The much-anticipated 84th Clyde Littlefield Texas Relays begin Wednesday and the exciting relationship between Austin and the Relays has people buzzing.
The Texas Relays, known for being the second-largest invitational in the nation, is held annually at Mike A. Myers Stadium on campus. With competitions for high school, college and professional athletes, the Texas Relays have been known to bring in crowds similar in size to those brought in by South By Southwest.
The Texas Relays are expected to bring more than 3,000 athletes and roughly 70,000 spectators to the city this week, according to the Texas athletics department.
“This is why people come to Texas,” said Texas sprinter Marquise Goodwin. “Lots of people come out to support us. Lots of fans and your teammates out there, everybody is just so supportive. Fun times and great memories to remember.”
Over the next four days, the University will host the passion- and fun-filled environment of the Texas Relays. Because the meet does not have a large impact on the overall team standings this season, the relaxation of the talented athletes is sure to feed into the crowd that makes it so special.
“It is a very intimate crowd,” said women’s head coach Beverly Kearney. “[It’s] a very knowledgeable crowd, it’s people who have been here for generations throughout the Texas Relays. It adds historical presence and has a statement of who you are and what you have done.”
Every year, Texas Relays attracts professional athletes from all over the country. This year, Olympians and U.S. track stars Tyson Gay and Jeremy Wariner are set to compete in the 4x400-meter relay race Saturday.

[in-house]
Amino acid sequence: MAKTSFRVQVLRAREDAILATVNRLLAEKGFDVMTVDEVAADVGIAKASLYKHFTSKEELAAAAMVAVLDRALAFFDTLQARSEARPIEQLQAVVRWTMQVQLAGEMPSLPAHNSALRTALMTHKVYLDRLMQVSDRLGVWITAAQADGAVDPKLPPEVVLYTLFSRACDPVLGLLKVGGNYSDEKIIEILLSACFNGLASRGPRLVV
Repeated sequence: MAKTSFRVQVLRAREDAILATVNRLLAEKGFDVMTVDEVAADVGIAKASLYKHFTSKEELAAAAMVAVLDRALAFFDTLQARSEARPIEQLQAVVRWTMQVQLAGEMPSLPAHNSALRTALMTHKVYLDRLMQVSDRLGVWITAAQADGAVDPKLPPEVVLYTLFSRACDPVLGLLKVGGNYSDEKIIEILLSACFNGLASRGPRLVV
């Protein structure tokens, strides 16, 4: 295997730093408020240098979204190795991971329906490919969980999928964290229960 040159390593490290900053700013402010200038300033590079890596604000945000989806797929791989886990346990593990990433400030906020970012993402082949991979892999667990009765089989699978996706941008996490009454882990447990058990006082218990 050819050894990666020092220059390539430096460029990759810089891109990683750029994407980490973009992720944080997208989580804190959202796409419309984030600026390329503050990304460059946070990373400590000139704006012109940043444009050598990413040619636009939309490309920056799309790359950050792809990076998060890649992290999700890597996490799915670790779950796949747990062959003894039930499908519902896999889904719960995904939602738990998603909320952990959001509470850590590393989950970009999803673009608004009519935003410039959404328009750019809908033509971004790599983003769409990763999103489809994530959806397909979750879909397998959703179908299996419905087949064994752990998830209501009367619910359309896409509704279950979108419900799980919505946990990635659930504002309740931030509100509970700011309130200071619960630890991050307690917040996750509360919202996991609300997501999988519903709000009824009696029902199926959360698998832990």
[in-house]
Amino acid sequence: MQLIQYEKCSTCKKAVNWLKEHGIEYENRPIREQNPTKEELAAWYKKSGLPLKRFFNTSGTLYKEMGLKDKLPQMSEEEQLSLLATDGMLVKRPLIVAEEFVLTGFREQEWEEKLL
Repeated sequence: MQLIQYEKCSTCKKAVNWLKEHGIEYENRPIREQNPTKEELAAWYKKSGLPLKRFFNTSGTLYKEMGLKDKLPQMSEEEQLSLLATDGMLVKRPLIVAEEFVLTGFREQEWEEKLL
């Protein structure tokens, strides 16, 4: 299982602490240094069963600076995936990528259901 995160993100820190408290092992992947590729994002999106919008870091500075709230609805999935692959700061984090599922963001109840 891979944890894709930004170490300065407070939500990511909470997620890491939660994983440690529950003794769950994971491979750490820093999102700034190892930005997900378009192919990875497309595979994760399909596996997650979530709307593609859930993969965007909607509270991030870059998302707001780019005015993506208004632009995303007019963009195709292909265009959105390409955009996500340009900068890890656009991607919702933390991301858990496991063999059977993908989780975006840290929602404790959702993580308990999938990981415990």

“My favorite part of the Texas Relays is watching the pros run,” said senior high jumper Jamal Wilson. “They bring a lot of excitement to the track meet, and I think that’s the reason why a lot of people come because there are going to be a lot of special faces.”
Other athletes such as former Longhorn and current Kansas City Chiefs running back Jamaal Charles will also attend, along with vocal artists Eddie Levert, MC Light and Grammy-award winner LeToya Luckett, according to Kearney.
Texas Relays have brought in more than just athletes, artists and cultures from across the nation. They have also brought in floods of competition, from high school to collegiate and professional athletes.
“The facilities here are tier one, basically,” Wilson said. “When you come here, you expect the best. When you have the best facilities, you have to plan on bringing your best performance.”
It’s a unique blend matched by only one peer the annual Penn Relays held in Philadelphia.
“One of my favorite parts [of the Texas Relays] is the dreams I have watched come true,” said Texas men’s head coach Bubba Thornton. “From some of the really young kids to some of the collegiate [athletes], maybe being a champion for the first or a personal best, it is a lifetime memory.”
The Texas Relays, the largest in the South, marks the real beginning of the outdoor season for some.
“I tell my team the Texas Relays is like the most amazing competition ever,” Kearney said. “It really sets the tone for the rest of your season. As they say, this is when the party gets started.”